Don’t forget, you should always check this stuff within Google Analytics to see if the content is actually generating any traffic. Most often than not, I look at sites where blog posts have been sitting there for 5 years and they’ve received two visits. Content like that, you’ll either have to try and fix it or you just get rid of it.

In any case it takes time.

The other thing you need to be mindful of is the content that’s there. Is it quality content or is it written in broken English? Has it been outsourced to India? Chances are, not only will you have to fix the website, but you’ll probably have to start over.

This isn’t always the case, but most clients sites I look at, are filled with rubbish content.

Whats the link profile like?

Something else you’ll need to check is the link profile of the site.

Does the site have an established link profile? Does it have a healthy link profile? Does it have high quality links from relevant sites?

Now again, if you’ve got competitors that have really well-established link profiles and they have hundreds or even thousands of links, and your client has two links from a then you got a lot of work to do. Of course, this all takes time.

PS – Dont mistake what I said there about links. It should be about quality not quantity, but it is worth checking.

Site structure, dude

This is definitely one that plays a vital part in the on-page optimization process, and its certainly one that takes time.

You should be looking at building out the site structure for a number of reasons.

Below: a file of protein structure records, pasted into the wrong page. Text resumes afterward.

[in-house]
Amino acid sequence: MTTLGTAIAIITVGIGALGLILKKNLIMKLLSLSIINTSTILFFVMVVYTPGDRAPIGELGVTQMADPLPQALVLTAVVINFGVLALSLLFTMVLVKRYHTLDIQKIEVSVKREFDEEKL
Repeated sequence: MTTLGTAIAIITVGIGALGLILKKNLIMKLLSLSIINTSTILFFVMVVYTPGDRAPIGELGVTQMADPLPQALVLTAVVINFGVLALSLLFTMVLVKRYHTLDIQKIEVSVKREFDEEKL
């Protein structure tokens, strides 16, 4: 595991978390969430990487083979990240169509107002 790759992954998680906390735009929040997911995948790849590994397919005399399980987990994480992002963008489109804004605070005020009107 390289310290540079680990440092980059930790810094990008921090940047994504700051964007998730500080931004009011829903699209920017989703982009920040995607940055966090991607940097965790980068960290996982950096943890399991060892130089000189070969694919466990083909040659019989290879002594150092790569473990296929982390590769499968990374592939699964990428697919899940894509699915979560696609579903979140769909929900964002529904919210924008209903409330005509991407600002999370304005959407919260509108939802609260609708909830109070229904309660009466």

• To make it easier to manage
  • To make it easier to navigate (usability)
  • To ensure link equity is passed between pages (no orphans)
  • To maximise search traffic opportunities through enlarging its overall footprint

Site restructuring should always be part of your starting point especially in terms of on-page optimization. If the site is a mess and there’s no site structure at all, then chances are you’re going to have to spend some time on that.


Next point is competition, or the space of which they’re operating in. If they’re in a hugely competitive space, then it’s going to take much, much longer to get results than it would in a less competitive space. For example, if you’re working with someone who specializes in home loans, chances are if they haven’t updated their site or done anything in several years – that is going to take a considerable amount of time as opposed to someone selling wheelbarrows at a local hardware store.

All of these things combined are contributing factors into how long an SEO campaign can take.